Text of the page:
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State v. Burris

March 20, 1997

STATE OF NEW JERSEY, PLAINTIFF-RESPONDENT,
v.
KRISTINA BURRIS, DEFENDANT-APPELLANT.



On appeal from Superior Court of New Jersey, Law Division, Gloucester County.

Approved for Publication March 20, 1997.

Before Judges Shebell and Baime. The opinion of the court was delivered by Baime, J.A.D.

The opinion of the court was delivered by: Baime

The opinion of the court was delivered by

BAIME, J.A.D.

This case comes before us for the second time. Following a jury trial, defendant was convicted of murder (N.J.S.A. 2C:11-3a(1) and (2)) and was sentenced to thirty years without parole eligibility. She appealed, contending: (1) the prosecutor was improperly permitted to impeach her testimony by confronting her with her custodial statements made after invoking her Fifth Amendment right to counsel, (2) the trial court violated her privilege against self-incrimination by compelling her to testify or forfeit the right to present psychiatric testimony, and (3) evidence of her "bad character" was erroneously admitted. We reversed defendant's conviction in an unreported opinion, holding that the failure to honor her previously invoked right to an attorney barred the State from using her statement to impeach her credibility. The Supreme Court granted certification, reversed our judgment, and remanded the matter for consideration of defendant's remaining contentions. State v. Burris, 145 N.J. 509, 679 A.2d 121 (1996). We now hold that the trial court committed reversible error by conditioning defendant's right to present psychiatric evidence upon her taking the stand and testifying. In the unique circumstances of this case, the trial court's erroneous evidentiary decision compelled defendant to testify and violated her right to remain silent.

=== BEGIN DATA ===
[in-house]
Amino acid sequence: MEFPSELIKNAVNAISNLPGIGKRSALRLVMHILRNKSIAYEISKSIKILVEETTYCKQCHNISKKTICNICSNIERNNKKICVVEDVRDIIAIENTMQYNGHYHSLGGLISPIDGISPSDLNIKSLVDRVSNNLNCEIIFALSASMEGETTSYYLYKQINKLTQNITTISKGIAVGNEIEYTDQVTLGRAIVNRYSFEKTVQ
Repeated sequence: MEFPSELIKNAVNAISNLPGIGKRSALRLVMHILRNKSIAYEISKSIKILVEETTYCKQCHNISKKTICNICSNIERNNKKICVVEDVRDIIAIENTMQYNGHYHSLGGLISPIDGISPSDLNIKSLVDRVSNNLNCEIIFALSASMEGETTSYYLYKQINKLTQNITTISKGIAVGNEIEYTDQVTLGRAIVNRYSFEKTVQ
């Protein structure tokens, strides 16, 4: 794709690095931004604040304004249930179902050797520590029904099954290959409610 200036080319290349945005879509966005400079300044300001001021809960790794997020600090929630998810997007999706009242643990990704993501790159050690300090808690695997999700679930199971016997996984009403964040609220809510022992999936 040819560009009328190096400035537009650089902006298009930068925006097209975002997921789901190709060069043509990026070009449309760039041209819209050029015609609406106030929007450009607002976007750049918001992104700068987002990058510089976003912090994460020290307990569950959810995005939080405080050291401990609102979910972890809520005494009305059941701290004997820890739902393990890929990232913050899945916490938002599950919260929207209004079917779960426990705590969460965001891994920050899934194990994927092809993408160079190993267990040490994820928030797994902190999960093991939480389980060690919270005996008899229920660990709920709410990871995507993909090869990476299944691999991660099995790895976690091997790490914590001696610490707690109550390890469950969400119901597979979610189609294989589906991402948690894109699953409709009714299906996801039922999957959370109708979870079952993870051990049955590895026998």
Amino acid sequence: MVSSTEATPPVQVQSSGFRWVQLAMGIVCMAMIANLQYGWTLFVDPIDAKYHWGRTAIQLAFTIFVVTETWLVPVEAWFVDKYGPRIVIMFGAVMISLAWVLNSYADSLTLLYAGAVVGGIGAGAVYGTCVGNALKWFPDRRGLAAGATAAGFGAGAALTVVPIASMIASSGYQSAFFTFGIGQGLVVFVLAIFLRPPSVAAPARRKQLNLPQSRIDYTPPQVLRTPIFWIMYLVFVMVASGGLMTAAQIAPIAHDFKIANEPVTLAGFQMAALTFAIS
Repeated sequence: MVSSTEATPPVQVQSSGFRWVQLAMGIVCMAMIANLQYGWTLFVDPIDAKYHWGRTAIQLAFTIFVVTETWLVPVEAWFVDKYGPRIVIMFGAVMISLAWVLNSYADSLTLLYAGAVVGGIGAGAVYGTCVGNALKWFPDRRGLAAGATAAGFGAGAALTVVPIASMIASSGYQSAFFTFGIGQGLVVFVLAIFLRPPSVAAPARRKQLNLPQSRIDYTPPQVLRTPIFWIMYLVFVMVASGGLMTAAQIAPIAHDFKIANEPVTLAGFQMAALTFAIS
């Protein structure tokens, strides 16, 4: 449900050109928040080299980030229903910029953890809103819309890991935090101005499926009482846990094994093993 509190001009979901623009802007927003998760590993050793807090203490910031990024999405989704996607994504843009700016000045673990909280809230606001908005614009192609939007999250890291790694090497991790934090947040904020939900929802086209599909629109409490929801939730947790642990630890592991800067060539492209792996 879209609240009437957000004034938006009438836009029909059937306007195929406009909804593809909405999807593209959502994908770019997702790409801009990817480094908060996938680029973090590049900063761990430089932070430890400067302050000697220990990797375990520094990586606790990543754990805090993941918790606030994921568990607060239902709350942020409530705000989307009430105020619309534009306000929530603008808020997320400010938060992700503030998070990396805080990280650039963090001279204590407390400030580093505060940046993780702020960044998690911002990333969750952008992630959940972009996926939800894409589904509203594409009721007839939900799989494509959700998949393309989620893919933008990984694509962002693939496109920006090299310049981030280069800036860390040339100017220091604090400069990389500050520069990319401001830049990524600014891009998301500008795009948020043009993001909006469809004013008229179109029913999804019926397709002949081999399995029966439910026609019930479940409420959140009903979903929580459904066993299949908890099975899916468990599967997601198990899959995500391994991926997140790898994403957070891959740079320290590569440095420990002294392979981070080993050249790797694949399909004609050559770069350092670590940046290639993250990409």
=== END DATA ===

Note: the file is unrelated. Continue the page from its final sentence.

I.

We need not recount the facts at length, because they are fully recited in the Supreme Court's opinion. Defendant broke into the home of her mother and shot and killed her. Defendant then took her mother's car and credit card and went on a shopping spree. Later that day, defendant paid for an evening at a hotel with her boyfriend. Several days after the killing, the police entered the home of the victim and found her prone body with a plastic bag over her head. Defendant was arrested shortly thereafter. In a brief period, defendant gave the police three wildly inconsistent statements, ranging from a complete denial of any knowledge of the circumstances surrounding her mother's death to a qualified admission that she was present when a companion fired the fatal shot.

The defense at trial was that of accident. Specifically, the defense attempted to show that defendant accidentally fired the gun while engaged in a heated argument with her mother. It is fair to suggest that, in the absence of defendant's testimony, the proofs supporting this theory were extremely weak, consisting mainly of scattered bits of evidence found at the scene of the homicide.